Tag Archives: coconut oil

Eliminating Hypertension with Coconut Oil and Exercise | The Paleo Diet

Would you believe saturated fat rich coconut oil could improve your cardiovascular health? It seems counter intuitive based upon common impressions of saturated fat being detrimental to our vascular system,1 however a new study indicates that the combination of coconut oil supplementation and exercise has been linked to reduced body weight, reduced blood pressure, improved baroreflex sensitivity, decreased lipid peroxidation, and reduced superoxide levels.2 These findings have the ability to help over 67 million people struggling with hypertension, who have blood pressure levels greater than 120/80 mm Hg3, increasing their risk of heart attacks, heart disease, strokes, vision issues and kidney disease.

The researchers used baroreflex sensitivity, a tool for the assessment of autonomic control of the cardiovascular system, to assess the impact coconut oil and exercise had on their subjects’ health, independently and together. Baroreceptors, located in the carotid sinus and in the aortic arch, adjust the pressure changes in the arterial wall to maintain homeostasis with parasympathetic responses.4 Cardiovascular diseases are often accompanied by an impairment of baroreflex mechanisms, and a reduction in the baroreflex control of heart rate has been reported in hypertension, coronary artery disease, myocardial infarction, and heart failure.5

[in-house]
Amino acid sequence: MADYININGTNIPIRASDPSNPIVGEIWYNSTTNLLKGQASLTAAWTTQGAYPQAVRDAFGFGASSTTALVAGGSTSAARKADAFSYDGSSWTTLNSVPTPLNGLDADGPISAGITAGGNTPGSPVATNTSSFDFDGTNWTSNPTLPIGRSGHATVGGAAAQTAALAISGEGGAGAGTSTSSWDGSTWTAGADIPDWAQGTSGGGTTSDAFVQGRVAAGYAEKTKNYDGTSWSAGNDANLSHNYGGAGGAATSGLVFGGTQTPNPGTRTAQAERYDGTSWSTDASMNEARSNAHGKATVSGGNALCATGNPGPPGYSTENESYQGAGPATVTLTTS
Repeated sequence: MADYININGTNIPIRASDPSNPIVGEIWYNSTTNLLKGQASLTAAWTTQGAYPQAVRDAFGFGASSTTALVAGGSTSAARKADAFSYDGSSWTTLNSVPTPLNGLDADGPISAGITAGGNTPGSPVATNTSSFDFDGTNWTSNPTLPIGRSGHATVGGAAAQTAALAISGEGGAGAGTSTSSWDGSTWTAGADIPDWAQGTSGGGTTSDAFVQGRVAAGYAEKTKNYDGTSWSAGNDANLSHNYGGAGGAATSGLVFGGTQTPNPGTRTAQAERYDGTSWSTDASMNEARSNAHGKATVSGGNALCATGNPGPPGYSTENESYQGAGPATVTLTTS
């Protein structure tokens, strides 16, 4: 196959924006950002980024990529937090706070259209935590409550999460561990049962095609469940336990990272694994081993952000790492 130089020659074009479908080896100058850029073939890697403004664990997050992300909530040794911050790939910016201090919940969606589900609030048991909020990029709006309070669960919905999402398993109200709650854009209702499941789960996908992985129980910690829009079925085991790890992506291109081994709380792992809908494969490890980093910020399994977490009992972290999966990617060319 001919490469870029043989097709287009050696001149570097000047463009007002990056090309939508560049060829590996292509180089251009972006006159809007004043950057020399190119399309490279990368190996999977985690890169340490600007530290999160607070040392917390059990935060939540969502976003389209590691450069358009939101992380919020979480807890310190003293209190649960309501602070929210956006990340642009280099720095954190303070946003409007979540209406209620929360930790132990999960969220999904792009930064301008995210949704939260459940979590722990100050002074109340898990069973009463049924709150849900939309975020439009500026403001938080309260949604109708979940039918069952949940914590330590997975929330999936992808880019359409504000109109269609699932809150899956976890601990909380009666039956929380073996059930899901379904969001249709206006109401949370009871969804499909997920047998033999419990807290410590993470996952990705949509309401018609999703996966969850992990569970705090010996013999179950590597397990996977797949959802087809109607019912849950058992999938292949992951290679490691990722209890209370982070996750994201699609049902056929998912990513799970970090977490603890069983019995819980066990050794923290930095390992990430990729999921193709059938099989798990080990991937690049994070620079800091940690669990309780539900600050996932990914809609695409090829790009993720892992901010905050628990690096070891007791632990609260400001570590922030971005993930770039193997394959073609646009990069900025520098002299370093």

Further, elevated blood pressure corresponds to both the release of free fatty acids into the blood and muscle fibers6 as well as to oxidative stress, an imbalance between the production of free radicals and the ability of the body to counteract or detoxify their harmful effects through neutralization by antioxidants.7 These factors promote inflammatory processes such as atherosclerosis8 and lead to heart and blood vessel disorders, atherosclerosis, heart failure, heart attack and inflammatory diseases. Coconut oil and exercise showed the combination of the two led to a decrease in oxidative stress, which correlates with better endothelial-dependent relaxation of the aorta and significantly lower (20 mm Hg) blood pressure.9

How can this new research help you?

Hunter-gatherers avoided the many modern diseases that plague us today. The Paleo lifestyle, including the dietary and exercise prescriptions, can assist you in lowering blood pressures to healthy levels, especially with the regular addition of coconut oil into your dietary regime.

Dietary changes are usually prescribed prior to medication as a method to lower blood pressure levels into a safe range. The Paleo Diet eliminates processed foods, salt, and is high in anti-inflammatory Omega-3 fatty acids.10

Numerous studies provide clear evidence of the positive effects of exercise on lowering blood pressure values to a healthy range.11 People who are inactive typically have higher blood pressure than those who exercise regularly, and inactivity is a major risk factor for cardiovascular disease.12

It is possible to reduce your risk for hypertension with lifestyle choices alone. Blood pressure tends to rise with age, so it’s important to monitor it annually with your doctor. The long-term health benefits by making long-lasting lifestyle changes by adopting a Paleo Diet will follow.